HORSES IN PREHISTORY
Sandra L. Olsen
Recent research at the Carnegie Museum of Natural History by Sandra Olsen and Mara Coffman has aimed at reconstructing the appearance of the Ice Age horse of Europe by examining over 400 images depicted in Paleolithic (Old Stone Age) art on cave walls and carved on bone, antler, and stone artifacts. The reconstruction based on this study (see above) illustrates that the European wild horse, Equus ferus, closely resembled the Asiatic wild horse, Equus przewalskii, although it may have had more extensive striping on the withers and legs and a darker coat in some cases.
Horses were hunted for their meat, skin, and bones in many areas of Eurasia by modern humans during the Ice Age. Some strategies of horse hunting have been recreated through a long-term study of the Upper Paleolithic site of Solutré, in east-central France, where over 30,000 horses were killed between 32,000 and 12,000 years ago (see Selected Publications). Local topography, modern wild and feral horse behavior, the horse remains and available prehistoric technology were examined. From these various lines of evidence it has been possible to reconstruct the likely scenario that occurred on repeated occasions at Solutré. During their spring and autumn migrations between the Saône River floodplain and the foothills of the Massif Central, bands of wild horses were detoured into a natural corral created by a cul-de-sac in the cliff face of the Roche du Solutré. There they were ambushed and dispatched with spears. Solutré remains the best example of a horse kill site in Europe. A summary of Olsen's interpretations can be found in Horses Through Time.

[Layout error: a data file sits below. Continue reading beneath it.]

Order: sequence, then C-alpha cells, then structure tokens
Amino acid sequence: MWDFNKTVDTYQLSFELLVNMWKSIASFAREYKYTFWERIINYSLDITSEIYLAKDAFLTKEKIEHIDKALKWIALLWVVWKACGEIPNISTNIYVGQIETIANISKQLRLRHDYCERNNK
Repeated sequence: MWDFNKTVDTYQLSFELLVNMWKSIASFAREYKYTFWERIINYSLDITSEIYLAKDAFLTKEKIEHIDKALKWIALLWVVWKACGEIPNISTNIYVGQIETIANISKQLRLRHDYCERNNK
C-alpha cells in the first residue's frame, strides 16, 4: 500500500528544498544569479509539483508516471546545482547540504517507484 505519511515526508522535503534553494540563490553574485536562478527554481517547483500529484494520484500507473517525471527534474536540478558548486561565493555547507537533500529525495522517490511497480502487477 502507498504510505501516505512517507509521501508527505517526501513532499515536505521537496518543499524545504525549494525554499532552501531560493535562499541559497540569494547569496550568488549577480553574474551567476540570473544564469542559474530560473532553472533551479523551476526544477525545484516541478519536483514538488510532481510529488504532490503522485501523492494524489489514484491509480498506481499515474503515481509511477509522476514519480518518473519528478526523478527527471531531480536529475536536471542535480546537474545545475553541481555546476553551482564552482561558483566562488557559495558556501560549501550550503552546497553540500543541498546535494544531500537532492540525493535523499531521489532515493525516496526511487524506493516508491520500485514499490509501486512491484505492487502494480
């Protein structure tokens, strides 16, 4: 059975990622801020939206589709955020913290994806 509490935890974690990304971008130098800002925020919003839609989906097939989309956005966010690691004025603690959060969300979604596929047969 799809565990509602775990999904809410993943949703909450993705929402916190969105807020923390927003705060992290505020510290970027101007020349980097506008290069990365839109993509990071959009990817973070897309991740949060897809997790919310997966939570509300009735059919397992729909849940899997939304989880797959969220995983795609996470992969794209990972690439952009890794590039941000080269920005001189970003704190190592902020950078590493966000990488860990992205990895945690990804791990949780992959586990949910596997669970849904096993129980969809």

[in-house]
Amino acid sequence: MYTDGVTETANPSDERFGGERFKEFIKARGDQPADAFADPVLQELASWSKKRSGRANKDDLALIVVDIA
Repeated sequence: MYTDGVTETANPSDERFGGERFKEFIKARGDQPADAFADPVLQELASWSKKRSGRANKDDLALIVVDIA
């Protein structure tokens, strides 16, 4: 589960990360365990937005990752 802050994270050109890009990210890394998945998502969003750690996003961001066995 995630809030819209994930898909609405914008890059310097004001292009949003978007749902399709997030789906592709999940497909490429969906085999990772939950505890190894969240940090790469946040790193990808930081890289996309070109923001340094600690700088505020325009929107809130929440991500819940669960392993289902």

The origin or origins of horse domestication is currently a hot topic in archaeology. The time and location(s) of this event are debated by scholars across Eurasia. Sandra Olsen and colleagues are currently working at a site called Botai, in north-central Kazakhstan to see if it holds clues to the beginnings of taming and eventually domesticating horses. Evidence for identifying domestication among archaeological remains includes: a high frequency of juvenile male remains indicating herd culling; wear on lower premolars caused by a bit; the occurrence of horse-related artifacts like bridle cheekpieces, bits, and thong-makers; certain changes in overall size or proportion of the skeleton; and the distribution of horses outside their natural range.
The horse has had a bigger impact on societies through the ages than any other animal. The Carnegie Museum of Natural History currently offers an exciting book filled with color photographs and chapters by leading authorities in a variety of equine fields on this subject. Horses Through Time is available at our gift shop or can be ordered from most book stores.
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